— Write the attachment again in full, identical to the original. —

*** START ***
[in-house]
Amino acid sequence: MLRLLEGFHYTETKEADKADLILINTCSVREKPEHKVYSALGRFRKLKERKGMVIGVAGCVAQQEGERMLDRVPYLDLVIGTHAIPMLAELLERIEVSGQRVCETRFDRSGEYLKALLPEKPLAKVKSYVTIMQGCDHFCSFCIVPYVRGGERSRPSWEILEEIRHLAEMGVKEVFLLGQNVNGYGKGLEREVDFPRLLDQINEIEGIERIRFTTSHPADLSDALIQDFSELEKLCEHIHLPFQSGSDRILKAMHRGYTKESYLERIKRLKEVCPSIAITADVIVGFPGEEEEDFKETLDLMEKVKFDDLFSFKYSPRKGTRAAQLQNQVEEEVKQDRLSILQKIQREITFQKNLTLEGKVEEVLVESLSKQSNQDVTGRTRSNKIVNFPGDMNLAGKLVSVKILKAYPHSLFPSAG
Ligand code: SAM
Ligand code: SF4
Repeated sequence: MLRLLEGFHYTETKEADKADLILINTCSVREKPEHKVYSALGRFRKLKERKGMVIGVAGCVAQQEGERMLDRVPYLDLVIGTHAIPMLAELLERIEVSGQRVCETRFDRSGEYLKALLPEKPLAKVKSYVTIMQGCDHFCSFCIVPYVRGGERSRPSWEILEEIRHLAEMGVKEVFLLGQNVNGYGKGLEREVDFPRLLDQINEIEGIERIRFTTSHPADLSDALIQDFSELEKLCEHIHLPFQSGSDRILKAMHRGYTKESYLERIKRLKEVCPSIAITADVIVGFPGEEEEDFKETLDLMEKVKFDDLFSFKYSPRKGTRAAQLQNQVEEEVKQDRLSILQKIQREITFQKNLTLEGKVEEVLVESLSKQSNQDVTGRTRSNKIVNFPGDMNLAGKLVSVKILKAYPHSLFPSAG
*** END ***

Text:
[in-house]
Amino acid sequence: MLRLLEGFHYTETKEADKADLILINTCSVREKPEHKVYSALGRFRKLKERKGMVIGVAGCVAQQEGERMLDRVPYLDLVIGTHAIPMLAELLERIEVSGQRVCETRFDRSGEYLKALLPEKPLAKVKSYVTIMQGCDHFCSFCIVPYVRGGERSRPSWEILEEIRHLAEMGVKEVFLLGQNVNGYGKGLEREVDFPRLLDQINEIEGIERIRFTTSHPADLSDALIQDFSELEKLCEHIHLPFQSGSDRILKAMHRGYTKESYLERIKRLKEVCPSIAITADVIVGFPGEEEEDFKETLDLMEKVKFDDLFSFKYSPRKGTRAAQLQNQVEEEVKQDRLSILQKIQREITFQKNLTLEGKVEEVLVESLSKQSNQDVTGRTRSNKIVNFPGDMNLAGKLVSVKILKAYPHSLFPSAG
Ligand code: SAM
Ligand code: SF4
Repeated sequence: MLRLLEGFHYTETKEADKADLILINTCSVREKPEHKVYSALGRFRKLKERKGMVIGVAGCVAQQEGERMLDRVPYLDLVIGTHAIPMLAELLERIEVSGQRVCETRFDRSGEYLKALLPEKPLAKVKSYVTIMQGCDHFCSFCIVPYVRGGERSRPSWEILEEIRHLAEMGVKEVFLLGQNVNGYGKGLEREVDFPRLLDQINEIEGIERIRFTTSHPADLSDALIQDFSELEKLCEHIHLPFQSGSDRILKAMHRGYTKESYLERIKRLKEVCPSIAITADVIVGFPGEEEEDFKETLDLMEKVKFDDLFSFKYSPRKGTRAAQLQNQVEEEVKQDRLSILQKIQREITFQKNLTLEGKVEEVLVESLSKQSNQDVTGRTRSNKIVNFPGDMNLAGKLVSVKILKAYPHSLFPSAG